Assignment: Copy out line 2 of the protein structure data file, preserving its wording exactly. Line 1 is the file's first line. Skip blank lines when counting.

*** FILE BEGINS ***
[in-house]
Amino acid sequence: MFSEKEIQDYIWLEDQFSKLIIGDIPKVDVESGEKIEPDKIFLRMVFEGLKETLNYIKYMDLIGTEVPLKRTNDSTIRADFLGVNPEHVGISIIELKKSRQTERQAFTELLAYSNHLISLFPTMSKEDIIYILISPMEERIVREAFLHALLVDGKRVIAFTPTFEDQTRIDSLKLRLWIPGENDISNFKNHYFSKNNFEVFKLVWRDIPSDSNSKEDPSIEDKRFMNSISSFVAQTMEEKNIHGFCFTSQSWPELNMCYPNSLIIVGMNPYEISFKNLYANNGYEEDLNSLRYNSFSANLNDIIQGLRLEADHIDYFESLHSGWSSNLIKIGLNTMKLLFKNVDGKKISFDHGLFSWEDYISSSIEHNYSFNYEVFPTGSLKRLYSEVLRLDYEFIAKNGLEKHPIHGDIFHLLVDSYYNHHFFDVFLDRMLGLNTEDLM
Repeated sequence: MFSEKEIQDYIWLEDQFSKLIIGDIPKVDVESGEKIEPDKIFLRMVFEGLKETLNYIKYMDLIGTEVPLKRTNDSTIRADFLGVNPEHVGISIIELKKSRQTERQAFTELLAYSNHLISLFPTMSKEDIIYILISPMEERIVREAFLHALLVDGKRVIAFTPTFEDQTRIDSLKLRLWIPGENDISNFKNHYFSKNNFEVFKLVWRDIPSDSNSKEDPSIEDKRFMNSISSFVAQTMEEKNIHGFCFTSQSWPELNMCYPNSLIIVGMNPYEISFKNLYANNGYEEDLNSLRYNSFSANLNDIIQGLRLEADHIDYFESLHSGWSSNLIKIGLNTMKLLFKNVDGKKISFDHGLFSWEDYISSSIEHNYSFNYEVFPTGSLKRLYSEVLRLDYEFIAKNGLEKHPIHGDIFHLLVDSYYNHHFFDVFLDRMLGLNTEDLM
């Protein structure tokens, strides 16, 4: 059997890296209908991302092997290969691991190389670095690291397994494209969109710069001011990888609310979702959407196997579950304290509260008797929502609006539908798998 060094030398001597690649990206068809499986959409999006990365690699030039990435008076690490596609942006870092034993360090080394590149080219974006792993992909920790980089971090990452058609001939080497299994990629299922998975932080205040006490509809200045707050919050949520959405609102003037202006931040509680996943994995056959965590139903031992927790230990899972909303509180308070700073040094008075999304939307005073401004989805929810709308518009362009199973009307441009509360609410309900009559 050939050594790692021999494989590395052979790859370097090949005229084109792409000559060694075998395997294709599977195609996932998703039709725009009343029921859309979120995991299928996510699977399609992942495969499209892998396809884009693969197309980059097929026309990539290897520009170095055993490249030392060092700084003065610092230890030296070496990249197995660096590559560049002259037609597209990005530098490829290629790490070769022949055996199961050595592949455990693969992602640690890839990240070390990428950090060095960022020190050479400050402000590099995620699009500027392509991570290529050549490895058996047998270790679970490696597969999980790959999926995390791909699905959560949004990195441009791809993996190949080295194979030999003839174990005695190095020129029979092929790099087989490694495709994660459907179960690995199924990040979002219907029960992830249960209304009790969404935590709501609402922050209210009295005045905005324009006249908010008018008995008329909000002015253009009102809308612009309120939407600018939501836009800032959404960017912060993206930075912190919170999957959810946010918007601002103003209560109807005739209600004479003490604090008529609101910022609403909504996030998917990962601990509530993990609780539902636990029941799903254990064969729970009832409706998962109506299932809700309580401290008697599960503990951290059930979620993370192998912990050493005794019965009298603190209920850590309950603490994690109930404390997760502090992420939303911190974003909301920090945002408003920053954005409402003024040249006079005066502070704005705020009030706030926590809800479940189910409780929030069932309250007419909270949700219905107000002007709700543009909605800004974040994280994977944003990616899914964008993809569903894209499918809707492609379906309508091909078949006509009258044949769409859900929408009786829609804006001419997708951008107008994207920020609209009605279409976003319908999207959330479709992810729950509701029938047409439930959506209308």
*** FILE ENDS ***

Amino acid sequence: MFSEKEIQDYIWLEDQFSKLIIGDIPKVDVESGEKIEPDKIFLRMVFEGLKETLNYIKYMDLIGTEVPLKRTNDSTIRADFLGVNPEHVGISIIELKKSRQTERQAFTELLAYSNHLISLFPTMSKEDIIYILISPMEERIVREAFLHALLVDGKRVIAFTPTFEDQTRIDSLKLRLWIPGENDISNFKNHYFSKNNFEVFKLVWRDIPSDSNSKEDPSIEDKRFMNSISSFVAQTMEEKNIHGFCFTSQSWPELNMCYPNSLIIVGMNPYEISFKNLYANNGYEEDLNSLRYNSFSANLNDIIQGLRLEADHIDYFESLHSGWSSNLIKIGLNTMKLLFKNVDGKKISFDHGLFSWEDYISSSIEHNYSFNYEVFPTGSLKRLYSEVLRLDYEFIAKNGLEKHPIHGDIFHLLVDSYYNHHFFDVFLDRMLGLNTEDLM